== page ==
Yesterday, my view of the world changed. For too long I've been numb to the violence happening all over the world to human beings. When tragedy strikes somewhere else, it's easy to move on quickly or think that it doesn't pertain to you. I am guilty of that. But when it happens in your own city, where you call home, that's when it gets real. And clear. So loud and clear, that the perception of the city you once thought would never display such disregard for human decency is altered forever.
I ask myself, what can I do? I'm one person.
I see all the hate and confusion and brokenness. And I feel helpless because I want to do something. But I am one person. What can I do?
Then a friend reminded me, I am a teacher.
Reading, writing, math, science, and social studies are subjects I teach. But I also teach my students compassion, friendship, understanding, and forgiveness. They learn how to be good citizens, make mistakes, try again, and even fail. They learn that it's ok to disagree but never to hate each other. Never to be unkind.
I teach them to respect one another. To build relationships and engage with those around them. Focus more on people rather than things. To go outside their bubble and think in different perspectives. Care about others and help those who need it the most.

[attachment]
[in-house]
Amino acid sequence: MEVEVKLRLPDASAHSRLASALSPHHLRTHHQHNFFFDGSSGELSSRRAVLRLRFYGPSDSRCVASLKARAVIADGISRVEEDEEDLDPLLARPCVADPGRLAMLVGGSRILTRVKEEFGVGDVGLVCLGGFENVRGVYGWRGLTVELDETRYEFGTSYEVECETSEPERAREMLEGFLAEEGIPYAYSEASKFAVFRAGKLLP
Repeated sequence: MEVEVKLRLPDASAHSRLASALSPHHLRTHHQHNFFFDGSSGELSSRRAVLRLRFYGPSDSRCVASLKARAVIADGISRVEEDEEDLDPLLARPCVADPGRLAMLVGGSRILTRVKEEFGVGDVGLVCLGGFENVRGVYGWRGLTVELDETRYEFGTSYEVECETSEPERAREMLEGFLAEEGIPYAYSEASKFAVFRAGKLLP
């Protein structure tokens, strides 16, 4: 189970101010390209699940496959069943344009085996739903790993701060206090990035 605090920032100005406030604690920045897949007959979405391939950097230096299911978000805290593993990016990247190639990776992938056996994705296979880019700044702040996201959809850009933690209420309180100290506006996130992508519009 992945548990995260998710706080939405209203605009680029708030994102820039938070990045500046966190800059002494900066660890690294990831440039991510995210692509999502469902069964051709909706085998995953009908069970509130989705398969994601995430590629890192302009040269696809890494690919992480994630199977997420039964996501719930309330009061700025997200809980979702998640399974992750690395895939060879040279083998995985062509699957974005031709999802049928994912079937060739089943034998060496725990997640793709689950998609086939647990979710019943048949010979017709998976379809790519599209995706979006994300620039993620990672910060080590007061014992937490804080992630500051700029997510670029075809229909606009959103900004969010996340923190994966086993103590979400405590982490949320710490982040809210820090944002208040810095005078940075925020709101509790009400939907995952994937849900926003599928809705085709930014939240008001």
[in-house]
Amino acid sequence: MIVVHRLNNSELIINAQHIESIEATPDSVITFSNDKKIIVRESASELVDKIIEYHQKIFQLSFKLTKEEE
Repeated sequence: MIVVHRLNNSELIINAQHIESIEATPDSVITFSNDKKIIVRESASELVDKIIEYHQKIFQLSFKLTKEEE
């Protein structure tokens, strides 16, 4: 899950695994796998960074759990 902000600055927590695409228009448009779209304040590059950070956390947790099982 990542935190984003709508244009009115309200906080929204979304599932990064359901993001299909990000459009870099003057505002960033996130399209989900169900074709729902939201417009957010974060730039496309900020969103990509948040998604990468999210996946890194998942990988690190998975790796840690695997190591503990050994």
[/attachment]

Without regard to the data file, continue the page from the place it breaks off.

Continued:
I want them to appreciate other cultures and celebrate their unique culture as well.
That we are all different, but uniquely equal.
There's a certain burden in knowing that we have the power to make choices that will shape the world which will one day belong to these children. But it's a burden I am willing to bear.
Yesterday, I said my view of the world changed. Because I realized I can no longer stand in the corner and keep wondering what I can do.
I need to make a difference as an educator to these precious young minds who will in turn shape the future for their children.
"The world is indeed full of peril, and in it there are many dark places; but still there is much that is fair, and though in all lands love is now mingled with grief, it grows perhaps the greater."